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all be called Copper Wire with a
requirement for 99% minimum copper
Brass scrap is to be grouped under four
main categories divided into eight
products with minimum copper content
ranges from 56% to 75%. There will be
three categories of renewable materials
for aluminium: cast aluminium alloy,
zorba and secondary aluminium ingots.
Faced with the current uncertainties,
commodity exchanges reacted with fall-
ing prices and the London Metal
Exchange was no exception. The three-
month listing for aluminium high grade
was recently at around US$ 1 703 while
aluminium alloy was valued at US$ 1
390. Stocks in the LME licensed ware-
houses were at 1 138 975 tonnes (HG
aluminium) and 8 180 tonnes (alloy).
Even so, new metal business on the alu-
minium market was revived somewhat
by the lower prices with many buyers
replenishing their stocks more cheaply.
On the other hand, there has been little
contact with Chinese partners, not least
because travel has largely ceased. Alloy
prices in Europe were recently US$ 2
275 – 2 385 for the alloy 226 and US$ 2
330 – 2 450 for the alloy 311.
The aluminium scrap market remained
weak despite low prices. There is suffi-
cient material available on the market,
so sales are difficult. Aluminium profile
scrap cost US$ 1 555 – 1 710 and new
aluminium alloy scrap around US$ 1
305. Prices for cast aluminium scrap
ranged from US$ 925 – 990. Aluminium
chips fetched US$ 620 – 825.
The International Copper Study Group
released preliminary data for world cop-
per supply and demand in November
2019 in its February 2020 Copper
Bulletin. Preliminary data indicates that
world mine production declined by
about 0.6% in the first 11 months of
2019. During that time, the world
refined copper balance, based on
apparent Chinese usage (excluding
unreported/bonded stocks), indicated a
deficit in the market of 385 000 tonnes.
The world refined copper balance
adjusted for changes in Chinese bond-
ed stocks indicated a market deficit of
570 000 tonnes.
Many buyers also used the low prices
on the copper market for purchasing.
Copper was quoted on the LME at US$
5 725 – 5 727, with inventories at 163
425 tonnes. Traders reported that buy-
ing interest in the primary copper mar-
ket had picked up significantly and con-
tracts had been concluded in part well
into the second half of 2020. Optimistic
buyers appear to expect prices to rise
again in the coming months.
The stock situation on the copper scrap
market was very different. Here the low
prices led to a lower material outflow.
Many market participants had bought
copper scrap at high prices in the past
few weeks and did not now want to sell
it at a loss.
On the product side, sales are difficult,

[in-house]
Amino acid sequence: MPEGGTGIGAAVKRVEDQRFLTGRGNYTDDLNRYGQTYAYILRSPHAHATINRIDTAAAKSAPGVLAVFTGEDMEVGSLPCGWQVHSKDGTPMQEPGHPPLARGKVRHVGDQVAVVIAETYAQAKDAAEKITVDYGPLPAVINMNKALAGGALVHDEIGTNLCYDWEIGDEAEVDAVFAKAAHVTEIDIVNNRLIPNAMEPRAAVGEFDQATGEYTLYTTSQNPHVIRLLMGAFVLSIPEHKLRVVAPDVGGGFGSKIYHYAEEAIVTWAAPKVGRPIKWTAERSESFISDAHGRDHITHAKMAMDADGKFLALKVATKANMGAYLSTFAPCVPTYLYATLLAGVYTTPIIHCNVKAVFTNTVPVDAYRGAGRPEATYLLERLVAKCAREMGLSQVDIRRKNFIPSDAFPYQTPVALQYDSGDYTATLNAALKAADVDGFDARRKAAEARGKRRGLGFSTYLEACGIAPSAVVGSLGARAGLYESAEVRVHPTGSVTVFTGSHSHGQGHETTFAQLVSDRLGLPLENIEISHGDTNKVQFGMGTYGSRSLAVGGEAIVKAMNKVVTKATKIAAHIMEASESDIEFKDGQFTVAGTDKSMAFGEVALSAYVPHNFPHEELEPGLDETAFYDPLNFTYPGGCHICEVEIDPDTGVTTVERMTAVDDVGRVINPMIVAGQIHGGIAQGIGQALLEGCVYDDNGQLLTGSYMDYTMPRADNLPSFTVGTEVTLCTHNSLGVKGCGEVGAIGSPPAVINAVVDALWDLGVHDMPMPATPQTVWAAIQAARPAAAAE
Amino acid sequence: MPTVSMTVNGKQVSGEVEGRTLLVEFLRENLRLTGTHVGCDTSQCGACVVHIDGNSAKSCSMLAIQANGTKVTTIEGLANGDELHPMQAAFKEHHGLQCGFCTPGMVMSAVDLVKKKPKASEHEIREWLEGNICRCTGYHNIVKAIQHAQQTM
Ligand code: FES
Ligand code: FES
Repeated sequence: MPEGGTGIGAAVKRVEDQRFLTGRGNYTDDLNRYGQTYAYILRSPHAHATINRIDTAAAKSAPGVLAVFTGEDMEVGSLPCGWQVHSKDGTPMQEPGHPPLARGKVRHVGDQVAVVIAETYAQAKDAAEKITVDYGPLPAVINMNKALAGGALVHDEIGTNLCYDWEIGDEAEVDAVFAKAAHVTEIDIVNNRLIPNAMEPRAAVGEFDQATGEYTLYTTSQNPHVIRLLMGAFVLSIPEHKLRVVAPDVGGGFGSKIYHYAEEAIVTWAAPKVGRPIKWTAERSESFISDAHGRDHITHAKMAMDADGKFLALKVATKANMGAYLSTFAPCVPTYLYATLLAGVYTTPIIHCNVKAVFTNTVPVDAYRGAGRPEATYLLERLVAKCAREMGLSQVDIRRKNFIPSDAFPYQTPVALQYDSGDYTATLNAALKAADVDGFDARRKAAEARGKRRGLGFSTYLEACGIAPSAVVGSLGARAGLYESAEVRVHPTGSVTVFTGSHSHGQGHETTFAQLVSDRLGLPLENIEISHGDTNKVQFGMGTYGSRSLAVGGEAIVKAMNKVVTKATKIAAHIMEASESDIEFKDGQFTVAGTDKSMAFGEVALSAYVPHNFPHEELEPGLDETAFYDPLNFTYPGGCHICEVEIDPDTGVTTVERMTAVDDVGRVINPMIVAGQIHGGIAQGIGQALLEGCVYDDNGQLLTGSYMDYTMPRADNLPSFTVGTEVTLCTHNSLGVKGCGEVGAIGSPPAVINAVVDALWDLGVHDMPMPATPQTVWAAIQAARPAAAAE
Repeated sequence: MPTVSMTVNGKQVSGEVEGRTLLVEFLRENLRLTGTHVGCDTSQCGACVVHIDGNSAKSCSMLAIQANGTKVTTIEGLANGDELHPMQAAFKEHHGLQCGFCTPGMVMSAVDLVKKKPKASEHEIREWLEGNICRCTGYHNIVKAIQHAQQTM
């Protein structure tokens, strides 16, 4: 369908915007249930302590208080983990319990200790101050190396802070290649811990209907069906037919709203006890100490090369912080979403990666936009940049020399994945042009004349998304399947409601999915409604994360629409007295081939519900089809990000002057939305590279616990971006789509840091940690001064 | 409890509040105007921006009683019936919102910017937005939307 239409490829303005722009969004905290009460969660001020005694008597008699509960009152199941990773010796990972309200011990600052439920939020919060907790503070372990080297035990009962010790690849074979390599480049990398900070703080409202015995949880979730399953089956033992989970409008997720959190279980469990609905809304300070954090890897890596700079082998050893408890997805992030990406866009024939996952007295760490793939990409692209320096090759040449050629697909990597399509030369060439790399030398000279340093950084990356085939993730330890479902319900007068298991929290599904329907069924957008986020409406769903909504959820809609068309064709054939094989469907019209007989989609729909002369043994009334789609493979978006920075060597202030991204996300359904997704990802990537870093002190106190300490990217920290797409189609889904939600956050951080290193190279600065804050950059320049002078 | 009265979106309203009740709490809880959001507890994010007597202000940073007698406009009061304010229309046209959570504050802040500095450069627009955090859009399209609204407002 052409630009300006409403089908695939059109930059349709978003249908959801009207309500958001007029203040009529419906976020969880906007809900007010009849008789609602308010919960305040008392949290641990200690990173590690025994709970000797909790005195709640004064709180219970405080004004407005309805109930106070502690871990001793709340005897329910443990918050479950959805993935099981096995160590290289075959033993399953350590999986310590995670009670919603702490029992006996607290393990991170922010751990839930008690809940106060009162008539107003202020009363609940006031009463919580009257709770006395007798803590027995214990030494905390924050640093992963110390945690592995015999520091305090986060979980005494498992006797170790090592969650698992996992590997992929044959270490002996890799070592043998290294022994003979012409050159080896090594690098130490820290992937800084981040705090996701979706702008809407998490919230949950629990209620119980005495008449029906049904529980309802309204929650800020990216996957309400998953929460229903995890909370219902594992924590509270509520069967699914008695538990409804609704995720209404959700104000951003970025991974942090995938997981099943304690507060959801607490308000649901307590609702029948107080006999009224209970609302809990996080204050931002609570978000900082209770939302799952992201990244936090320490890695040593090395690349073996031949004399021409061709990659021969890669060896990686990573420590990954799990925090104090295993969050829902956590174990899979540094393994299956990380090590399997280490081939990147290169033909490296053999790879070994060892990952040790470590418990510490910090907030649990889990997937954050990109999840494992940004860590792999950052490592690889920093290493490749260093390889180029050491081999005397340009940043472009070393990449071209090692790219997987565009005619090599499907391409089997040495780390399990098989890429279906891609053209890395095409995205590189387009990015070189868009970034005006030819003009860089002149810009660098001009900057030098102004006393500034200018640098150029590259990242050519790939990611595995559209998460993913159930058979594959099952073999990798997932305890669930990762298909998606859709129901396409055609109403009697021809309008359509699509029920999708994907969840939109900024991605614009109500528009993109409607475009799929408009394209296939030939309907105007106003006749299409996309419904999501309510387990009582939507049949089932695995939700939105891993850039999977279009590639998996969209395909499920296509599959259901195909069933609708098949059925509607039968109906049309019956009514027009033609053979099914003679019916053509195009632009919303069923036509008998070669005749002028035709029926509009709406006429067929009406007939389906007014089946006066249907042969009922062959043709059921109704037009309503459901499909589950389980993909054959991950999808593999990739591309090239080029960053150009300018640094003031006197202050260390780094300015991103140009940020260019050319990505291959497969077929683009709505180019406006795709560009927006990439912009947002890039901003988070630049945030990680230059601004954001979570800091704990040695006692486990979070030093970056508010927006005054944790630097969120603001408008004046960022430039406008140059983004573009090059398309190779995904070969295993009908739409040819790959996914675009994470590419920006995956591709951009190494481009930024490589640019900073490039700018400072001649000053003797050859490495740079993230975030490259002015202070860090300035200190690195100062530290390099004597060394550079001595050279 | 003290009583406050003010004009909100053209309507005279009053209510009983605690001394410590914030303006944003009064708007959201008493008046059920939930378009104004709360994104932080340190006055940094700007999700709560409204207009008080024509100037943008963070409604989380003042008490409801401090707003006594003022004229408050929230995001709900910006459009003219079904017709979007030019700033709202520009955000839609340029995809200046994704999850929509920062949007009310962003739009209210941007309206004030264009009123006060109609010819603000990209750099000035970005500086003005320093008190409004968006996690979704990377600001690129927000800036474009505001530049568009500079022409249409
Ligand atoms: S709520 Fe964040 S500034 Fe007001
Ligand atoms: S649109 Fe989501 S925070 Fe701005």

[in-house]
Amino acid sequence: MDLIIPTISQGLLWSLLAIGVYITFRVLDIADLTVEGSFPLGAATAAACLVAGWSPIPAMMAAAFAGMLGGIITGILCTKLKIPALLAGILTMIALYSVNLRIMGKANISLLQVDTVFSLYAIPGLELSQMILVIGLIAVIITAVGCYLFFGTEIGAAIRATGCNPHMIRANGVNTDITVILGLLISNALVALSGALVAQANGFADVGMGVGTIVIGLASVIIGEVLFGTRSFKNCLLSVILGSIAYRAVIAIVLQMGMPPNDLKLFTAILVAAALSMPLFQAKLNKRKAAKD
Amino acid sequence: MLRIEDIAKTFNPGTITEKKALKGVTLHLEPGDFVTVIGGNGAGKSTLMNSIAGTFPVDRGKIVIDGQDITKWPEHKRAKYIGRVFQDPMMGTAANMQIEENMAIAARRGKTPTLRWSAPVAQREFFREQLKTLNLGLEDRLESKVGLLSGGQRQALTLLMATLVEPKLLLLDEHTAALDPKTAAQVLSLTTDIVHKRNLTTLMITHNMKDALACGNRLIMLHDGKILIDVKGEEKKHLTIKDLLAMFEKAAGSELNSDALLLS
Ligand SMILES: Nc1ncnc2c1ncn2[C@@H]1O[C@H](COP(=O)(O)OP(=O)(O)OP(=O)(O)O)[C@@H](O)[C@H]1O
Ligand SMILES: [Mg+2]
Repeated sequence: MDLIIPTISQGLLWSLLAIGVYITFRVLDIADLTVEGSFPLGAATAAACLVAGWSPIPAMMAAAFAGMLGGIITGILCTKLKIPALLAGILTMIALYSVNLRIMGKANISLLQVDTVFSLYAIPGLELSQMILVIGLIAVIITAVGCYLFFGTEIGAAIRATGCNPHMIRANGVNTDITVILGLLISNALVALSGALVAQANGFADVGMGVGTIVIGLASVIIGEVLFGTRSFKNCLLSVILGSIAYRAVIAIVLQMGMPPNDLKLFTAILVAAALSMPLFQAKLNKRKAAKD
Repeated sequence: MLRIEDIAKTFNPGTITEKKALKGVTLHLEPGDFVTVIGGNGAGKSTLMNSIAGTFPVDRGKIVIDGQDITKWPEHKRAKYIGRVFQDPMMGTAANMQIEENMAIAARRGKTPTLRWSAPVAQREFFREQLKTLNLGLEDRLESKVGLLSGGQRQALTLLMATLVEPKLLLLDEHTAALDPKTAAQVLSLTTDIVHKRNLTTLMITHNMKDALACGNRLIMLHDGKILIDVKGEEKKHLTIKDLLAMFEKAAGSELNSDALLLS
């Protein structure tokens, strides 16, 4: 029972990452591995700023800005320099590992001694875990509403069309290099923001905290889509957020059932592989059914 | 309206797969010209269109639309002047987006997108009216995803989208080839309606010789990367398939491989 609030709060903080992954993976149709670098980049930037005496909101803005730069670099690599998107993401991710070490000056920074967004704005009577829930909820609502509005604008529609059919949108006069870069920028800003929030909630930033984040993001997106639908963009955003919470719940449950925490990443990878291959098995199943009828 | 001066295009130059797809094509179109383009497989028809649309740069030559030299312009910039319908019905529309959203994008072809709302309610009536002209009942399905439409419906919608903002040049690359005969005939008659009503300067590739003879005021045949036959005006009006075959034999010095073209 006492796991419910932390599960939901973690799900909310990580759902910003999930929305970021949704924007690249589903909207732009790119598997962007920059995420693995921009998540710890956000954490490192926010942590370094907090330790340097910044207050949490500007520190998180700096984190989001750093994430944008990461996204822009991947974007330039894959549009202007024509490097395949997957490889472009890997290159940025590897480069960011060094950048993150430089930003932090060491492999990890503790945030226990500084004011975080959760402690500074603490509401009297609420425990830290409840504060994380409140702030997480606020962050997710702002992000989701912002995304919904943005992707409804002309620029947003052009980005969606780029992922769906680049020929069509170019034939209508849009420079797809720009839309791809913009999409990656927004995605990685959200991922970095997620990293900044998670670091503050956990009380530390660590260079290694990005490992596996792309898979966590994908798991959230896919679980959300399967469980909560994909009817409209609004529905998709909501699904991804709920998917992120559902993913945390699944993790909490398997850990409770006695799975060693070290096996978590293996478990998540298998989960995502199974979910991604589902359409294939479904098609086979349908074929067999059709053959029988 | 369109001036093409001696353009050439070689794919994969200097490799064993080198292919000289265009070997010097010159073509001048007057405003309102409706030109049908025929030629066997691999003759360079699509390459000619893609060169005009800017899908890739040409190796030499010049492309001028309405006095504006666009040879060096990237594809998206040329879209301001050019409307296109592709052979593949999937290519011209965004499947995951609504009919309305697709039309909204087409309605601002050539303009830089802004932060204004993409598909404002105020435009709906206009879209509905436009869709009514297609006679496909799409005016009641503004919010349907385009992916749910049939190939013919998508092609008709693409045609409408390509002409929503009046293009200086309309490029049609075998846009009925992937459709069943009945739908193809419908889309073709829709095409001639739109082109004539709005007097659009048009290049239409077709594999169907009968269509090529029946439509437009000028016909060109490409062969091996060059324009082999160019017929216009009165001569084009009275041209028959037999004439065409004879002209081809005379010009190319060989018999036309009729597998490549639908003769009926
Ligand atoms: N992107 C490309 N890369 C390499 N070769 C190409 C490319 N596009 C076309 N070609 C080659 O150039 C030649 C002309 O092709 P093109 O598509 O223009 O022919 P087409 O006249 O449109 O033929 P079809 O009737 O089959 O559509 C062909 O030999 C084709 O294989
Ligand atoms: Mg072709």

for example in the case of semi-finished
products or granules. Bare copper wire
scrap sold at US$ 5 400 – 5 530 at the
time of writing. Chopped copper wire
scrap was available in the first quality
for US$ 5 520 – 5 670 while second
quality fetched US$ 5 060 – 5 300. Non-
alloyed copper wire scrap was worth
around US$ 5 225 and the second quali-
ty was valued at around US$ 5 060.
Preliminary data from the International
Lead and Zinc Study Group indicates
that in 2019, the global market for
refined lead metal was nearly balanced,
with supply exceeding demand by 8
000 tonnes. Inventories reported by the
LME, Shanghai Future Exchange and
producers and consumers totalled 385
000 tonnes at the year end, the same as
at the end of 2018. Output of refined
lead metal from secondary raw material
accounted for 63.5% of global output in
2019 compared to 62.5% in 2018.
Business was routine, with lower quotes
always resulting in increased activity by
buyers. However, short-term contracts
were reported with many processors
currently unwilling to build up high
inventories. LME quotations were last
67recyclinginternational.com | March/April | 2020
The US recycling organisation’s annual record of the
global marketplace, the ISRI Yearbook, reports that
manufacturers consume more than 900 million tonnes of
scrap worldwide, which meets 40% of their raw material
needs. The 40.4 million tonnes of scrap exported by the
US caters for more than 22% of that demand.
Now in its eighth year, the yearbook sets out how
China’s import bans and tighter contamination standards
since 2018 have ‘reverberated through the global recy-
cling industry’. China (including Hong Kong) imported
more than 42 million tonnes of scrap in 2017 but just a
year later that was down 44% to around 24 million
tonnes. US scrap exports to China were at a peak of 23
million tonnes in 2011 but by 2018 that fell to 9.5 million
tonnes, the lowest since 2002. Even so, China remains
the biggest market for US scrap exports by value. Taking
the individual case of copper and copper alloy, scrap
exports to China plunged two-thirds to around 88 000
tonnes in 2019. In 2017, that total sent from the US was
nearly 688 000 tonnes.
ISRI says that despite the sharp decline in US exports to
China, overall US exports grew 7% in 2018, to the 40.4
million tonnes mentioned earlier. ‘Recyclers implement-
ed greater quality controls to meet China’s tighter con-
tamination standards and found new markets for their
scrap commodities,’ it adds.
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